April is a month to always look forward to when living in Thailand. It’s the month of Songkran (Thai New Year) when everybody piles onto the streets with their bright floral shirts, water guns, and buckets to engage in a countrywide water fight. As long as you don’t mind getting wet and jumping straight into the action, Songkran is truly an amazing experience.
But if you’ve already partied during Songkran for a few years like we have, April means escape. It’s the longest public holiday we get (usually 4-5 days if over a weekend), and is a bit like Christmas in that everyone is in holiday mode and work slows down. So in recent years we’ve been using it as an opportunity to take longer trips we’ve been planning.
This is a rather long introduction to say that April has been expensive! A trip to China, and a number of other unusual expenses means my savings rate is far lower than target rate.
The beauty of monthly financial reports
I’ve always been fascinated by other personal finance bloggers’ income and expense reports. It’s one thing to write about the concept and values behind financial independence, but another to actually go through the numbers and see how people spend (or don’t spend) their well-earned cash. It’s also great to see people incrementally make progress towards their personal finance goals each month.
I’ve been keeping my own income and expense reports for almost 5 years now, plugging away at a little spreadsheet at the end of each month. I’ll try to publish my numbers here to keep myself accountable, and to keep tabs on progress against the goals I set this year.
April 2018 Summary
Reported in Thai Baht (THB) and UK Pounds (£)*
Income: 74,926 THB / £1,655.02
My income is basically my monthly salary from my full-time job (after taxes and a 3% contribution to a provident fund), plus some modest allowances for housing and phone/internet costs. Unless I find a side hustle in the meantime, this category is going to be looking pretty much the same until I leave in September.
Expenses: 44,919 THB / £1,051.38
My regular Bangkok expenses this month (e.g. food and transportation) are lower than average because I went to China for 12 days, and all of those costs are included in the “holiday” category.
Here’s the full breakdown:
|Category||Cost (THB / £)||Explanation|
|Rent||11,000 THB / £244||This is the shared cost of a fairly small one-bedroom condo unit in a central location.|
|Groceries and regular meals out||1,586 THB / £35.24||Regular meals out are cheap meals I eat in canteens, food courts, or street food stalls – food to fill the belly, tasty, but nothing special. These tend to cost between 30-50 THB (67p – £1.10), and make up most of my usual meals in addition to what I cook at home.|
|Eating out and treats||1,517 THB / £33.71||This includes special meals on date nights or with friends, and little sweet treats I tend to indulge in most days.|
|Drinking||915 THB / £20.33||I include both alcoholic and other drinks like bubble teas and coffees in here.|
|Entertainment||400 THB / £8.89||This usually includes cinema tickets, and other entertainment costs|
|Transport: Commute||591 THB / £13.13||I use the BTS and MRT systems to get to and from work|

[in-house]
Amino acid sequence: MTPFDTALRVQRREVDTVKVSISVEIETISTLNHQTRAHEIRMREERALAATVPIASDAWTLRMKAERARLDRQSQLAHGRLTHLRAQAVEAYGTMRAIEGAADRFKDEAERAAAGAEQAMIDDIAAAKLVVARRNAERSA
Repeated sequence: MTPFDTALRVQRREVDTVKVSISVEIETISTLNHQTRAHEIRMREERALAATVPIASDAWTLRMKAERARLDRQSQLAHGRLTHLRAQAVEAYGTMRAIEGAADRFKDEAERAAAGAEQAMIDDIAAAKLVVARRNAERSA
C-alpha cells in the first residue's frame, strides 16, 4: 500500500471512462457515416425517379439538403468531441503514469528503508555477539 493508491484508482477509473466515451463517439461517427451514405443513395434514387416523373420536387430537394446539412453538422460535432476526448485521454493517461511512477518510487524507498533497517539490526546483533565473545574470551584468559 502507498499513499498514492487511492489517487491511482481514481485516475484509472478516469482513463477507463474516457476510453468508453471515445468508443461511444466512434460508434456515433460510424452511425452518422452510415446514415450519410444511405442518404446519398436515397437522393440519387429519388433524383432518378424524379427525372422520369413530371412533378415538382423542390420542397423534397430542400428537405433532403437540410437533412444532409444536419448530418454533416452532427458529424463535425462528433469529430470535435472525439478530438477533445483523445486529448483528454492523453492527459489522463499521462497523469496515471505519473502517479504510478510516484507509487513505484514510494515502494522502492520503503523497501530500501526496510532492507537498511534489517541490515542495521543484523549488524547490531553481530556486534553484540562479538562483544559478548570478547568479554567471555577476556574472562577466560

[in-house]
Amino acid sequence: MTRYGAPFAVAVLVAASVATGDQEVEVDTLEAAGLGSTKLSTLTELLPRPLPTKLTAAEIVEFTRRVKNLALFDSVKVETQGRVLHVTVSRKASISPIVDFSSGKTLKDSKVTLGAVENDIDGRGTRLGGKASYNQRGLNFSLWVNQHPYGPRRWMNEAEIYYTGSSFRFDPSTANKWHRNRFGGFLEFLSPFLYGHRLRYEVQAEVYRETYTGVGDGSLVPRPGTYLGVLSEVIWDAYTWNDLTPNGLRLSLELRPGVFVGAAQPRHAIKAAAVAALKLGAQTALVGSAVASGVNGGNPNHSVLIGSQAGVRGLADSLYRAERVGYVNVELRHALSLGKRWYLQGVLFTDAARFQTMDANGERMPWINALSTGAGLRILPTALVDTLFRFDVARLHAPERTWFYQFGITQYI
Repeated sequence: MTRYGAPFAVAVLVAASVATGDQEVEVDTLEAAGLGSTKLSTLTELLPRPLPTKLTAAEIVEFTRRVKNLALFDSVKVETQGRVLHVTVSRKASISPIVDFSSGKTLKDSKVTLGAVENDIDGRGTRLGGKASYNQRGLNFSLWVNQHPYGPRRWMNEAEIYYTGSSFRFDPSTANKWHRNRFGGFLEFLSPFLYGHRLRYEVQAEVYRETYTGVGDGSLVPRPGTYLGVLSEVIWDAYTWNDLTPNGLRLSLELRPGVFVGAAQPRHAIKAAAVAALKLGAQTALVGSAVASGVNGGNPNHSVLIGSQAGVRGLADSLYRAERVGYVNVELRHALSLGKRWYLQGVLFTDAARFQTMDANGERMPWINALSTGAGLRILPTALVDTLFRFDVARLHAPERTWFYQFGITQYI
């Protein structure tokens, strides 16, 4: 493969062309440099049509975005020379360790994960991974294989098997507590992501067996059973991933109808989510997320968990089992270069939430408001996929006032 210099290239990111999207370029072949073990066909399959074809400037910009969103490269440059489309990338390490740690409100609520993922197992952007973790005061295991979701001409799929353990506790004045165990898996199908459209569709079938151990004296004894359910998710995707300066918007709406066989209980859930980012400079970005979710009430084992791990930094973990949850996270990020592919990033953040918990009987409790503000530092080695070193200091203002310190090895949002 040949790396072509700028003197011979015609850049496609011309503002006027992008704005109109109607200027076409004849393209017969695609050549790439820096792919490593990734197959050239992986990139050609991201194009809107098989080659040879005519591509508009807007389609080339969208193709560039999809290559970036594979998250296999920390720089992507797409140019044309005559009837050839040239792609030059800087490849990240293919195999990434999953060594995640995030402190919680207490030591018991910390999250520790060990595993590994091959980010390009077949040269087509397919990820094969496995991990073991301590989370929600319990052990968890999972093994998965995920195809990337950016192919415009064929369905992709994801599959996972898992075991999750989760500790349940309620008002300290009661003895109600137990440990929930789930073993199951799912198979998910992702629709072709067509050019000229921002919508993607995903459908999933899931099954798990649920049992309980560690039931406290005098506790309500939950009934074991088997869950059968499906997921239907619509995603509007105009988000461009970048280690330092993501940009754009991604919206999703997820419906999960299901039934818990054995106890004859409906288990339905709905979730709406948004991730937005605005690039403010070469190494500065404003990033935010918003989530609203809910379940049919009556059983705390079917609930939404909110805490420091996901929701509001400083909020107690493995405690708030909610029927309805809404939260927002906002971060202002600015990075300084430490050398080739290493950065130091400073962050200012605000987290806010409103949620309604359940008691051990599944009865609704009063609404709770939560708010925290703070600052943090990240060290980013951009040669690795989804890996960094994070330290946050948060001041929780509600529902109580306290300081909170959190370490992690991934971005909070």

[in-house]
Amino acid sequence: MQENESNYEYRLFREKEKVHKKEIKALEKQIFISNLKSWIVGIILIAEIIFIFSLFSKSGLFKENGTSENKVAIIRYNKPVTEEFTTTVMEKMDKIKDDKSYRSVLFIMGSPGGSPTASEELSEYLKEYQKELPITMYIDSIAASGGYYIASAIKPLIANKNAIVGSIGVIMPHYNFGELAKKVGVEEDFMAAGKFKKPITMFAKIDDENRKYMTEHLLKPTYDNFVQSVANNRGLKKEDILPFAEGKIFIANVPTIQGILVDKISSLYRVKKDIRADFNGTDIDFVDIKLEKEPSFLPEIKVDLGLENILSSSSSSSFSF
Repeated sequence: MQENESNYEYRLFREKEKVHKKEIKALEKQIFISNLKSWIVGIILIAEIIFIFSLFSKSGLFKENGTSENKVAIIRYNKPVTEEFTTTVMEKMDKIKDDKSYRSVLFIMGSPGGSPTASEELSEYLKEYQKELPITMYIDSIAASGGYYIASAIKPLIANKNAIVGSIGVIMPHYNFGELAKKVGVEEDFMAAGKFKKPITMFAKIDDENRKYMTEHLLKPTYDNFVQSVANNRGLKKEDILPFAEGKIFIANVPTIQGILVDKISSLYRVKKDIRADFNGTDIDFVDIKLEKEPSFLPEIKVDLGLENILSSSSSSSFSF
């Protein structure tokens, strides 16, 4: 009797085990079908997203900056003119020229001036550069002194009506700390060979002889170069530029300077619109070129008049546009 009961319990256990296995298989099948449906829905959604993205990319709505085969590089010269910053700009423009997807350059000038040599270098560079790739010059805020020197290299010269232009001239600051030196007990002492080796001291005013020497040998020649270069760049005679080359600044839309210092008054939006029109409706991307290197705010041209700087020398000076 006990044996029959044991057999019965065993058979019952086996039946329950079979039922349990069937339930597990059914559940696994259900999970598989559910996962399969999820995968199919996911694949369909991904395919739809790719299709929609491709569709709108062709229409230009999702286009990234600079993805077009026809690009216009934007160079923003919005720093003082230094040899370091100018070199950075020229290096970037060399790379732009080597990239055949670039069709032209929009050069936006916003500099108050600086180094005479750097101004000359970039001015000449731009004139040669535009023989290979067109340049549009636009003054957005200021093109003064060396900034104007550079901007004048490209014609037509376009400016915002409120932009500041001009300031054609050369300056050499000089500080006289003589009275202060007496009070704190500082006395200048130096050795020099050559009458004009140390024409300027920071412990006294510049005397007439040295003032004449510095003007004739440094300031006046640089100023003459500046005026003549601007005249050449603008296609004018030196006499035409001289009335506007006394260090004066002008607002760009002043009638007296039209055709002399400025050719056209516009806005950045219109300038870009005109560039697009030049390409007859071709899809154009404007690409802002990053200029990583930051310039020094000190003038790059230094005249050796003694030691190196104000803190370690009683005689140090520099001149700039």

|Transport: Non-Commute||367 THB / £8.16||I might grab taxis or motorbikes from time to time|
|Utilities / phone||387 THB / £8.60||The super-low cost this month reminds me I have some bills that need to be paid.|
|Toiletries / personal care||2,554 THB / £56.67||I had to get my hair cut and buy some skincare products that ran out, but this is definitely higher than usual!|
|Health / fitness||336 THB / £7.46||I bought a 4-week workout program from Fitness Blender|
|Gifts / Donations||1,350 THB / £30|
|Holiday||11,661 THB £271.13||This includes all my expenses in China (food, accommodation, transport, etc.) I recorded my flight and visa costs earlier in the year.|
|Learning||14,063 THB / £312.51||I really wanted to invest into a new skill/interest, so this cost is mostly for a 50-hour sewing course I enrolled on.|
|Blog||2,313 THB / £51.40||Set up costs for this blog.|
Savings rate: 37% (January – September 2018 goal = 60%)
As you can see in the expense breakdown, there are a number of exceptional costs that make April fall far below my target savings rate of 60%.
I would have to average a 65% savings rate for the next four months if I’m to meet my savings goal for the year, which sounds far too painful. I don’t want to cut back too much if these are going to be my last few months in this fantastic city, so I’m probably going to revise this downwards.
Net Worth: Up 10.9% from December 2017 (2018 Goal = 20%)
Even with the relatively little money I have invested in an ISA and pension, my net worth has been doing funny things this year due to some volatility in the stock markets. It seems there was an upturn this month and I’m back on track towards meeting my goal, although who knows how things will go in the next few months.
Even though April doesn’t look good on paper in terms of savings, it has been a fantastic month, and worth every penny. China surpassed all my expectations (I’ll see if I can put together a post on it – EDIT: here’s the post), and I’m really looking forward to my sewing course in May and June, and working further on this blog.
How did your April go?
*Note on THB to GBP exchange rate: since living in Thailand, the exchange rate has ranged from a high of about 55 THB per GBP, to a low of about 42 THB (after Brexit). I’m not too fussed about using an accurate rate each month, as long I use the same rate for income and expenses. I’m using a rate of 45 THB/GBP.